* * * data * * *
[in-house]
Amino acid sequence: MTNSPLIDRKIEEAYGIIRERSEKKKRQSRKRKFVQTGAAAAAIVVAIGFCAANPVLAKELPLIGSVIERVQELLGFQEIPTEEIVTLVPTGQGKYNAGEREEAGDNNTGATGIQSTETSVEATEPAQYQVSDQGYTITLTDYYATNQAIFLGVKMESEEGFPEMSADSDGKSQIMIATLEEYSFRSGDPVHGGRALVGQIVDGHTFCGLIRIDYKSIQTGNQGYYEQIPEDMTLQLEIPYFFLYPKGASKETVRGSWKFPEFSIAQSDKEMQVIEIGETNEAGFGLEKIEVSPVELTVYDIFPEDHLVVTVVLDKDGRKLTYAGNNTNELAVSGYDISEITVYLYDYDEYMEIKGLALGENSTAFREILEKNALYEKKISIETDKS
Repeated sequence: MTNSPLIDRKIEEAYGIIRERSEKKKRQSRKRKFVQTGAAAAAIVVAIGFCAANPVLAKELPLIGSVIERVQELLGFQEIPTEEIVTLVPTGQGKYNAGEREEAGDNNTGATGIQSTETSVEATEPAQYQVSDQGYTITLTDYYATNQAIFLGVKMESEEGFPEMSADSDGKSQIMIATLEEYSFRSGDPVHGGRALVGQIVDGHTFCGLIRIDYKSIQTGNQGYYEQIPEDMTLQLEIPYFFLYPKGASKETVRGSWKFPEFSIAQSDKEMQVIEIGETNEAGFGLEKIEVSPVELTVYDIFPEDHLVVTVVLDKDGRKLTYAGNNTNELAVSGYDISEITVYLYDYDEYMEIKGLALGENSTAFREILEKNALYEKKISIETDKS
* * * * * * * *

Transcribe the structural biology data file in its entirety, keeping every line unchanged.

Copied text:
[in-house]
Amino acid sequence: MTNSPLIDRKIEEAYGIIRERSEKKKRQSRKRKFVQTGAAAAAIVVAIGFCAANPVLAKELPLIGSVIERVQELLGFQEIPTEEIVTLVPTGQGKYNAGEREEAGDNNTGATGIQSTETSVEATEPAQYQVSDQGYTITLTDYYATNQAIFLGVKMESEEGFPEMSADSDGKSQIMIATLEEYSFRSGDPVHGGRALVGQIVDGHTFCGLIRIDYKSIQTGNQGYYEQIPEDMTLQLEIPYFFLYPKGASKETVRGSWKFPEFSIAQSDKEMQVIEIGETNEAGFGLEKIEVSPVELTVYDIFPEDHLVVTVVLDKDGRKLTYAGNNTNELAVSGYDISEITVYLYDYDEYMEIKGLALGENSTAFREILEKNALYEKKISIETDKS
Repeated sequence: MTNSPLIDRKIEEAYGIIRERSEKKKRQSRKRKFVQTGAAAAAIVVAIGFCAANPVLAKELPLIGSVIERVQELLGFQEIPTEEIVTLVPTGQGKYNAGEREEAGDNNTGATGIQSTETSVEATEPAQYQVSDQGYTITLTDYYATNQAIFLGVKMESEEGFPEMSADSDGKSQIMIATLEEYSFRSGDPVHGGRALVGQIVDGHTFCGLIRIDYKSIQTGNQGYYEQIPEDMTLQLEIPYFFLYPKGASKETVRGSWKFPEFSIAQSDKEMQVIEIGETNEAGFGLEKIEVSPVELTVYDIFPEDHLVVTVVLDKDGRKLTYAGNNTNELAVSGYDISEITVYLYDYDEYMEIKGLALGENSTAFREILEKNALYEKKISIETDKS